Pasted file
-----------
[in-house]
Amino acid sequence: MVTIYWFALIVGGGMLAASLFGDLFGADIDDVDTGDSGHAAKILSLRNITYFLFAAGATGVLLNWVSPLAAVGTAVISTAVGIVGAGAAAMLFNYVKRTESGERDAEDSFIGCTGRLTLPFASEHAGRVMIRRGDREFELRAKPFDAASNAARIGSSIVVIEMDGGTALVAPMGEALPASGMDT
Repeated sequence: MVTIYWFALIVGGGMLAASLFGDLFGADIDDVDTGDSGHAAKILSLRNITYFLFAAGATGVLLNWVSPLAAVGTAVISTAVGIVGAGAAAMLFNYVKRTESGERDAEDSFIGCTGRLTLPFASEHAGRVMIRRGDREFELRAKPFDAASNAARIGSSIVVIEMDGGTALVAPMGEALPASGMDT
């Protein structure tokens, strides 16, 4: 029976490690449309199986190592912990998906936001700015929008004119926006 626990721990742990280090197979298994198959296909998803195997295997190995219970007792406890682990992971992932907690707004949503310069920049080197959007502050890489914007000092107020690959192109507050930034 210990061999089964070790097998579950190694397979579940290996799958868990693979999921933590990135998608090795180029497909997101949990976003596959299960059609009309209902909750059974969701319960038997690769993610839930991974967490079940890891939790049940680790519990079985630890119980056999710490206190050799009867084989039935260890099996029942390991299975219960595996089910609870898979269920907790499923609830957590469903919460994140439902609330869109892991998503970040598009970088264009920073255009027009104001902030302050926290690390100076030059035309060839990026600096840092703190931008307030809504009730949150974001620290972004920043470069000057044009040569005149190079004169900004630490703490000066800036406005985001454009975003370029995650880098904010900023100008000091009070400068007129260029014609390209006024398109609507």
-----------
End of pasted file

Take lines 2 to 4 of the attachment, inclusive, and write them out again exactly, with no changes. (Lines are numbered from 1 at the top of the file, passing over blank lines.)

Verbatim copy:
Amino acid sequence: MVTIYWFALIVGGGMLAASLFGDLFGADIDDVDTGDSGHAAKILSLRNITYFLFAAGATGVLLNWVSPLAAVGTAVISTAVGIVGAGAAAMLFNYVKRTESGERDAEDSFIGCTGRLTLPFASEHAGRVMIRRGDREFELRAKPFDAASNAARIGSSIVVIEMDGGTALVAPMGEALPASGMDT
Repeated sequence: MVTIYWFALIVGGGMLAASLFGDLFGADIDDVDTGDSGHAAKILSLRNITYFLFAAGATGVLLNWVSPLAAVGTAVISTAVGIVGAGAAAMLFNYVKRTESGERDAEDSFIGCTGRLTLPFASEHAGRVMIRRGDREFELRAKPFDAASNAARIGSSIVVIEMDGGTALVAPMGEALPASGMDT
């Protein structure tokens, strides 16, 4: 029976490690449309199986190592912990998906936001700015929008004119926006 626990721990742990280090197979298994198959296909998803195997295997190995219970007792406890682990992971992932907690707004949503310069920049080197959007502050890489914007000092107020690959192109507050930034 210990061999089964070790097998579950190694397979579940290996799958868990693979999921933590990135998608090795180029497909997101949990976003596959299960059609009309209902909750059974969701319960038997690769993610839930991974967490079940890891939790049940680790519990079985630890119980056999710490206190050799009867084989039935260890099996029942390991299975219960595996089910609870898979269920907790499923609830957590469903919460994140439902609330869109892991998503970040598009970088264009920073255009027009104001902030302050926290690390100076030059035309060839990026600096840092703190931008307030809504009730949150974001620290972004920043470069000057044009040569005149190079004169900004630490703490000066800036406005985001454009975003370029995650880098904010900023100008000091009070400068007129260029014609390209006024398109609507």